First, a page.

• Nat Turner's Rebellion Part Two

    Nat Turner's Rebellion Part Two
    The first response to the rebellion was the call for three thousand militia troops to capture Nat Turner and his fellow followers. Many were captured, guilty, and executed, while some were set free. Nat Turner himself was captured, tried in court, found guilty, and was hanged. After the rebellion, many Southern white slave owners were scared and became violent. Stories arose of the good in the rebellion, for instance, some slaves protected their owners.
  • Nat Turner's Rebellion Part Three

    Nat Turner's Rebellion Part Three
    Although these stories tried to stop rebellions many slave owners acted out in violence that killed an estimated two hundred slaves. Southern states began to pass laws that later was known as the Black Codes. The Black Codes limited what slaves could and could not do. These laws made slaves’ lives even more difficult and made them want their freedom than ever before.
  • The Compromise of 1850 Part Two

    The Compromise of 1850 Part Two
    As more and more emigrants were headed to California in the time of the Gold Rush, California was working on their state constitution. California with its growing population wanted admission into the Union as a free territory. Considering California had adopted their new state constitution that forbade slavery in September to November 1848 and the fact that prospectors didn’t want slaves, California didn’t want to be a slave state.
  • The Compromise of 1850

    The Compromise of 1850
    The Compromise of 1850 was the compromise with a series of bills (laws) that established California entering the Union as a free state, Washington D.C outlawed their slave market (trade), and the passing of the Fugitive Slave Act law. It accomplished in keeping the nation united, however, it was only temporary.The compromise was created by Henry Clay, Stephen Douglas, Daniel Webster, and John C. Calhoun. On January 29th, 1850, Henry Clay announced the compromise to the Senate.
  • The Compromise of 1850 Part Three

    The Compromise of 1850 Part Three
    Because California was farther south of the 36’30’ that only applied to the Louisiana Territory, southerners were furious. Southerners thought that the 36’30’ shouldn’t just apply to the Louisiana Territory but to the rest of the territories. In the end, all the tension was settled with the presentation of the Compromise of 1850, California entered the Union as a free state. Along with California entering as a free territory, the compromise outlawed slave trading in Washington D.C.
  • The Compromise of 1850 Part Four

    The Compromise of 1850 Part Four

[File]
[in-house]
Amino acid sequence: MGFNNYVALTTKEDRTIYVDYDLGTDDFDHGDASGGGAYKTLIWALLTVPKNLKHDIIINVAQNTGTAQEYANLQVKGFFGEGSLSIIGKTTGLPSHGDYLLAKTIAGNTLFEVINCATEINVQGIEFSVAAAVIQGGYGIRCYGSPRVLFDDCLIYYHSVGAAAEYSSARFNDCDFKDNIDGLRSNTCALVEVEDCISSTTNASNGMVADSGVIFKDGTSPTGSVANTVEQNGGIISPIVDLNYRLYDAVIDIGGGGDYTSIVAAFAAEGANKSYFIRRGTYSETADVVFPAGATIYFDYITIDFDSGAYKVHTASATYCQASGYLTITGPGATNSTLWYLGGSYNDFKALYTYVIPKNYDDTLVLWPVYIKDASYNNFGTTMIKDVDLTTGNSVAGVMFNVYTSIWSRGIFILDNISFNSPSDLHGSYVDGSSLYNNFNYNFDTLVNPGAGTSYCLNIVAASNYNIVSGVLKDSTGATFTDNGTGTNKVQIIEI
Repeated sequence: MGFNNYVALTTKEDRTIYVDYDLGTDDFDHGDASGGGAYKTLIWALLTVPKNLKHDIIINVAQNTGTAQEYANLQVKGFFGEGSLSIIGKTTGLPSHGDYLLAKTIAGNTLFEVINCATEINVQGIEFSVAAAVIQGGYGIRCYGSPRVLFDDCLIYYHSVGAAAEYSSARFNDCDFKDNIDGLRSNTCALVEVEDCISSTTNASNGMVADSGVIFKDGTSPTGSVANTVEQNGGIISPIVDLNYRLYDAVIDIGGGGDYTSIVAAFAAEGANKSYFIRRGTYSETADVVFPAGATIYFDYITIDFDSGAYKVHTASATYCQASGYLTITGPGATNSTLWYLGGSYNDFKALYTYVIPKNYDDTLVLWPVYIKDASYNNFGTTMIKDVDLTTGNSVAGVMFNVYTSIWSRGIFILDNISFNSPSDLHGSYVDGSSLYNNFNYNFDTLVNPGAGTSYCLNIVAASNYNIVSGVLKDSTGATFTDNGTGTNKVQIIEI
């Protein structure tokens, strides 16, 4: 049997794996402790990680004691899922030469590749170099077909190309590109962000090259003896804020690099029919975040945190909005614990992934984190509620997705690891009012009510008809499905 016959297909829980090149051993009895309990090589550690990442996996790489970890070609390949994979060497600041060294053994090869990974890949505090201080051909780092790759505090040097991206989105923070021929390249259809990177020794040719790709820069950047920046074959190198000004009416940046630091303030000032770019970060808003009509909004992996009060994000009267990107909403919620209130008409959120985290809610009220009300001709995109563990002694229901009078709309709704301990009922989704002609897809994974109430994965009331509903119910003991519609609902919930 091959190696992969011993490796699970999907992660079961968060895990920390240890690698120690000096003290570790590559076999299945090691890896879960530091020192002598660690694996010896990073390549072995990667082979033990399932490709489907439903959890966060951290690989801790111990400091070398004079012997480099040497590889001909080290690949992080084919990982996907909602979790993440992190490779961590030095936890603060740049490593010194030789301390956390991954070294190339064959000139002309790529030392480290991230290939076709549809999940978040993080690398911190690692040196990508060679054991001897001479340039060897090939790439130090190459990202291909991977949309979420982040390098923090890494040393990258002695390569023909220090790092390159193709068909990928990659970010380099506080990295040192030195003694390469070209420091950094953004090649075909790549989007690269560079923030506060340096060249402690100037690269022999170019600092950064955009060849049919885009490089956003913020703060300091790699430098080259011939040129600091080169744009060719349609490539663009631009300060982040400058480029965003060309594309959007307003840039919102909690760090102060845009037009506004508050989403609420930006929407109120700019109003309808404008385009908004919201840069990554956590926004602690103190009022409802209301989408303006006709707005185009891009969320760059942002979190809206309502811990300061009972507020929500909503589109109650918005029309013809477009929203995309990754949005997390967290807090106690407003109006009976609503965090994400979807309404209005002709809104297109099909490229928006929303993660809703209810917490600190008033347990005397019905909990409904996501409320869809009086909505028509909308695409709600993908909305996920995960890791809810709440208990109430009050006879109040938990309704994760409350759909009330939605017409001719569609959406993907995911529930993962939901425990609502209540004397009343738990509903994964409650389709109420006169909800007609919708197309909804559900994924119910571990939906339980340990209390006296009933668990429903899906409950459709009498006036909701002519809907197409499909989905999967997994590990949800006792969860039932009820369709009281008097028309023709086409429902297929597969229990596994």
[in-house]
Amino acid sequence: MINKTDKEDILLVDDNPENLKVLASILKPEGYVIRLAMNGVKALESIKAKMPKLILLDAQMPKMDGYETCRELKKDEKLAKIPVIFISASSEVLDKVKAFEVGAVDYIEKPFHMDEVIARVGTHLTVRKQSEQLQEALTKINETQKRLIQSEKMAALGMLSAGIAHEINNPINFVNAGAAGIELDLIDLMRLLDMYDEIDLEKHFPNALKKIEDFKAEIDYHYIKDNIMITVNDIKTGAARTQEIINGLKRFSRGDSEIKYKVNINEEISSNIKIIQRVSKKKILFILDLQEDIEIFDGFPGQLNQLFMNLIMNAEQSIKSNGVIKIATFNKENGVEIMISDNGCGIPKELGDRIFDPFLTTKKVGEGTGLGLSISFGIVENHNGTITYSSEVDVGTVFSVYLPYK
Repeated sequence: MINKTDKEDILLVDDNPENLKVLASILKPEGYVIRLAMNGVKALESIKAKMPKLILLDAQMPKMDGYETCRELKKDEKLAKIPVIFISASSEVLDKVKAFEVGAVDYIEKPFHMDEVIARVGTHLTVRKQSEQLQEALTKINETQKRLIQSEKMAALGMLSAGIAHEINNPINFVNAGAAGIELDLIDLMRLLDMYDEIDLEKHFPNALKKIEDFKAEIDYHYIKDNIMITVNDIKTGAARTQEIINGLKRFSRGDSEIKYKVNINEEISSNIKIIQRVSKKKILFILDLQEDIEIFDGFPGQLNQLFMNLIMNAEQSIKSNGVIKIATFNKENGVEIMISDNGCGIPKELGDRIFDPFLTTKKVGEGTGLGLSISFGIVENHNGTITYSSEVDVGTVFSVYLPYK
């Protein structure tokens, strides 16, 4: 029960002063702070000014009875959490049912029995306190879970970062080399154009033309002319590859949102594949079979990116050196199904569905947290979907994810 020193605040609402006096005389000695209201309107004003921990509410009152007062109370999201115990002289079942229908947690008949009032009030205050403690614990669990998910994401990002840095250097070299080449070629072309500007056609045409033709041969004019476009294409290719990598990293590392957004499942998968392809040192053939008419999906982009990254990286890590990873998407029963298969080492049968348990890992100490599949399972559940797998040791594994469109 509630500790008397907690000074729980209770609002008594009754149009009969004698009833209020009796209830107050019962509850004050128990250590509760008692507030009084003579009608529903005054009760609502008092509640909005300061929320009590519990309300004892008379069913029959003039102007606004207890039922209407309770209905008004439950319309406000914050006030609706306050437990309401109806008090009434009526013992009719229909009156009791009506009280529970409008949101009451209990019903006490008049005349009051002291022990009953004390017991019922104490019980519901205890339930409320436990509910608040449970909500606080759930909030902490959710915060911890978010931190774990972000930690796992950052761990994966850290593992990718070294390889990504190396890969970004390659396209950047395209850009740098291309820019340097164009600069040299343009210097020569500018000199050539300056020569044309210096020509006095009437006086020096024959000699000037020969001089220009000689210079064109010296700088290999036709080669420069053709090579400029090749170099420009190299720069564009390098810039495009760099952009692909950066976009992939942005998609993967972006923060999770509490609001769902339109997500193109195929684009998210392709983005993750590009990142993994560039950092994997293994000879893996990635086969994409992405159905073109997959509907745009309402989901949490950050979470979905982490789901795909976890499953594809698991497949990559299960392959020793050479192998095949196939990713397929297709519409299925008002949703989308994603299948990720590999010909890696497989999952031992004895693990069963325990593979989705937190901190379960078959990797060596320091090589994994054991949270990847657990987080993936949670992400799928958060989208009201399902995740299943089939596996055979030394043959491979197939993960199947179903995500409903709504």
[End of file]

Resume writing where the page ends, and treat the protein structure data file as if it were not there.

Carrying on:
One law, in particular, created the most controversy. The law helped the South immensely while the North gained from the compromise was California as a free state and the slave trade in Washington D.C was outlawed.The Fugitive Slave Act required citizens to assist in the recovery of fugitive slaves, it denied fugitive slaves a jury trial, and federal officials were responsible for enforcing the law. All blacks, free and enslaved, were not safe. Many slaves that lived in the North fled to Canada.
  • The Compromise of 1850 Part Five

    The Compromise of 1850 Part Five
    Because slaves didn’t have a jury trial, many free blacks and fugitive slaves were completely defenseless. The Underground Railroad was at its peak at the time of the act. The issue about slavery was set upon our country and it would continue until one day the tension would break out into war.
  • Kansas-Nebraska Act

    Kansas-Nebraska Act
    The Kansas-Nebraska Act was an act that Senator Stephen Douglas from Illinois came up with and proposed in January of 1854. The Kansas-Nebraska Act was passed into law on May 30, 1854. Douglas wanted Chicago to benefit from the development of the West by helping to make Chicago a railroad hub, but most importantly he wanted to run for president. Because Douglas wanted to run for president, he wanted to gain both southern and northern voters.
  • Kansas-Nebraska Act Part Two

    Kansas-Nebraska Act Part Two
    Douglas, with this in mind, came up with the Kansas-Nebraska Act. The Kansas-Nebraska Act proposed that the new territories should be able to choose, known as “popular sovereignty”, on whether they wanted to be free or slave state. The sooner the new territories became states, the faster the East could be connected to the West. Along with, hopefully, Chicago becoming a railroad hub.
  • Kansas-Nebraska Act Part Three

    Kansas-Nebraska Act Part Three
    The act stated that America should forget about the 36’30’ N line that the Missouri Compromise instilled upon the territory in 1820. Douglas believed southerners would be happy because there was a possibility of new slave states. Douglas believed northerners would not object to popular sovereignty and that there was no way that the new territories would choose to be slave territory because the land could not support cotton and thus could not support slavery.
  • Kansas-Nebraska Act Part Four

    Kansas-Nebraska Act Part Four
    He believed Kansas-Nebraska would vote peacefully to be free. Unfortunately, Douglas predictions were wrong. Many northerners were outraged and many people denounced Douglas for what they saw as the Slave Power. Giving the South the advantage and supporting slavery. The voting was not peaceful and as tension grew it would soon break out into the summer of murderous raids known as “Bleeding Kansas.”
  • Bleeding Kansas

    Bleeding Kansas
    Tension was created in the territory of Kansas, soon to be nicknamed as “Bleeding Kansas”, because the Kansas-Nebraska bill became law. Many pro and anti slavery settlers raced to occupy the territory to claim its position towards slavery. Anti-slavery settlers from New England moved to Kansas to try to fight the Slave Power. “Free soilers” as the people who were committed to keeping the territory of Kansas free, made there way towards the Kansas territory.